FILED: December 6, 2000







(16-98-01055; CA A105661)

Appeal from Circuit Court, Lane County.

Cynthia Carlson, Judge.

Argued and submitted January 27, 2000.

G. David Jewett argued the cause for appellant. With him on the brief was Thorp, Purdy, Jewett, Urness & Wilkinson.

No appearance for respondent.

Before Edmonds, Presiding Judge, and Armstrong and Kistler, Judges.


Judgment modified to set aside conveyance of October 15, 1996; otherwise affirmed.


Plaintiff appeals the trial court's judgment refusing to cancel two deeds by which she conveyed interests in a parcel of real property to defendant, her daughter. We review de novo and affirm in part and reverse in part.

The facts are in dispute, and we therefore state them as we find them on de novo review. See Hill v. Oland, 61 Or App 85, 87, 655 P2d 1088 (1982). Although we ordinarily defer to the trial court's determinations as to credibility, see Rea v. Paulson, 131 Or App 743, 745, 887 P2d 355 (1994), in this case, the trial court did not indicate which witnesses it found credible, and the phrasing of its decision on the merits suggests that it concluded that plaintiff could not prevail under either her own or defendant's version of the facts. Accordingly, where necessary, we make our own determinations as to credibility. We conclude that plaintiff's first transfer of a one-third property interest to defendant was not procured by undue influence. However, we conclude that the transfer of plaintiff's remaining two-thirds interest in the property was the product of undue influence and, accordingly, set it aside. We therefore affirm in part and reverse in part.

Before July 1995, plaintiff and her late husband lived in California. In December 1994, plaintiff was in Eugene, Oregon, visiting some of her children, including defendant. Plaintiff was 75 years old at that time. During that visit, she mentioned to defendant and another of her daughters, June, that her husband had Alzheimer's disease and Parkinson's disease and that she needed someone to help her take care of him. The two daughters suggested that plaintiff move to Oregon so that her children would be able to help her care for her husband. Plaintiff agreed and asked defendant to look for a duplex for plaintiff to purchase that would be close to a grocery store. (1)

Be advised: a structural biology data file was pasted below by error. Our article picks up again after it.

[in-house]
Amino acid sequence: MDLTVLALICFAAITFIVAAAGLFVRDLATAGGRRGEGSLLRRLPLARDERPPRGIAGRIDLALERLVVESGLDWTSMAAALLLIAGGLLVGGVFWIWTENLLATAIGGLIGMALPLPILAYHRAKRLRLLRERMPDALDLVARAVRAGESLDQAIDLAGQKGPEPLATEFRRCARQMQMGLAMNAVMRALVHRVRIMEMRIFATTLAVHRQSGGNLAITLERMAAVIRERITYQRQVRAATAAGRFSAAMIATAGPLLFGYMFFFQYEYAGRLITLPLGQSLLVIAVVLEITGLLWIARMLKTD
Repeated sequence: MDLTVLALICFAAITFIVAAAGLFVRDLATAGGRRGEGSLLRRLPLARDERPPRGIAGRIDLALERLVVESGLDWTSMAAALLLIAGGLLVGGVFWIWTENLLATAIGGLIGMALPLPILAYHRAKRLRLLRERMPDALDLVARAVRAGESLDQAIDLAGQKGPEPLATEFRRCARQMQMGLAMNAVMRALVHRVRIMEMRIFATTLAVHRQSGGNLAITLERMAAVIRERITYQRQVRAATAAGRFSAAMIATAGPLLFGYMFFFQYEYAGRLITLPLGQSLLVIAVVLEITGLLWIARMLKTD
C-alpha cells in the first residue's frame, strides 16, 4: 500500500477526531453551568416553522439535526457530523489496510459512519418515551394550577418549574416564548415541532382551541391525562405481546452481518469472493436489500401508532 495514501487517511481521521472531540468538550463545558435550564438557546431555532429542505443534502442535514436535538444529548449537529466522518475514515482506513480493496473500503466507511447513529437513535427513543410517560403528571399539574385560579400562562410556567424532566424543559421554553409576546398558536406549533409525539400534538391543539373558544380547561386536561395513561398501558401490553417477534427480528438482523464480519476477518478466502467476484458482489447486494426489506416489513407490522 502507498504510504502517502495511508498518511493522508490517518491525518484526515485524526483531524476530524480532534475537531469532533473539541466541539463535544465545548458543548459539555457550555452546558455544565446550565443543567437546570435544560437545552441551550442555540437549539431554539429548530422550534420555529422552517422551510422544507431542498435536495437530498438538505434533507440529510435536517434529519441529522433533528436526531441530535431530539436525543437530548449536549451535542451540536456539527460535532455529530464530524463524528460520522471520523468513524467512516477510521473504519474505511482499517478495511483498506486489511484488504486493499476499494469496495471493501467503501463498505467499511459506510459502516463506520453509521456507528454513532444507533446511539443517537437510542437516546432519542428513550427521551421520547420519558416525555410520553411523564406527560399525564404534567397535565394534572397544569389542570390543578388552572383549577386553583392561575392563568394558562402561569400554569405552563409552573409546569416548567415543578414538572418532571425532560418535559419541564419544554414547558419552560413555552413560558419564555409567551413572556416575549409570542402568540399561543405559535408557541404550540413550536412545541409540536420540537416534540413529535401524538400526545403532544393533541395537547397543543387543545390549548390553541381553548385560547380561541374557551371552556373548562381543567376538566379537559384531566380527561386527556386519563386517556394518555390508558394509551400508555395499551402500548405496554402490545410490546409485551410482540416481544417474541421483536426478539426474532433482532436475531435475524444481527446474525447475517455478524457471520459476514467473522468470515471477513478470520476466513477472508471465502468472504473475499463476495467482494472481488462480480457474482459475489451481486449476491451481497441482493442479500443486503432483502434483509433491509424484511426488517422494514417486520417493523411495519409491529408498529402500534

Defendant was apparently unable to find a duplex. However, she did find a two-bedroom house that she thought would suit plaintiff's needs. Without having seen the house, plaintiff instructed defendant to buy it in plaintiff's name. Defendant bought the house as instructed. Over the Fourth of July, plaintiff and her husband moved from California to the house in Eugene. When they arrived, they discovered that defendant and five of her family members were already living in it. (2) They nonetheless moved into one of the bedrooms in the house, and the two people who had been staying in that bedroom moved out into a bus on the property.

While plaintiff lived in the house, she bought some or all of the groceries and cooked dinner for all of the residents. Defendant paid the monthly mortgage payment and half or all of the utility bills. After she had been living there for several months, plaintiff decided to move out because of disagreements with defendant and her children. Plaintiff and her husband then moved in with her daughter June and June's spouse.

After plaintiff and her husband had lived with June for a few weeks, the husband suffered a stroke and had to be hospitalized and then placed in a convalescent home. Plaintiff came down with pneumonia and began to worry about who would take care of her husband if she died. She asked defendant if she would do so, and defendant replied that she would but requested that her name be put on the deed to the Eugene house. In January 1996, plaintiff put defendant's name on the deed, giving her a one-third interest in the property. It does not appear that defendant participated in the preparation of the first deed. At the time of the conveyance, defendant agreed to pay the mortgage payments and the property taxes. She has since fallen behind on both obligations.

In September 1996, plaintiff's husband died. Shortly before plaintiff was to go to California to have a memorial service for him, plaintiff signed a deed conveying her remaining two-thirds interest in the property to defendant. The parties do not dispute that defendant prepared the second deed. Defendant claims that she did so at plaintiff's direction. Plaintiff claims that defendant tricked her into signing the second deed and that she did not know what she was signing. At any rate, soon after signing the deed, plaintiff returned to California and ended up remaining there for several months before returning to Oregon.

Plaintiff alleges that she did not learn that she had conveyed her entire interest in the property to defendant until the summer of 1997, when she returned to Oregon and got into an argument with defendant regarding whether one of defendant's daughters, Carolyn, could live in the house. After that argument, which, according to plaintiff, involved physical contact with Carolyn as well as with her fiancé, plaintiff sought to have both conveyances set aside. The trial court held that plaintiff had not met her burden of proof and refused to set the conveyances aside.

Plaintiff assigns error to the trial court's refusal to cancel the deeds. She argues that the trial court failed to recognize that, because she and defendant were in a confidential relationship and because plaintiff was particularly vulnerable at the times of the conveyances, defendant had the burden of proving that she had not exerted undue influence. Defendant makes no response. Although it is a close issue, we agree with the trial court's conclusion that the first deed was a valid conveyance and was not tainted by undue influence. However, we disagree with its conclusion that the second deed was valid. We therefore affirm as to the first deed and reverse as to the second.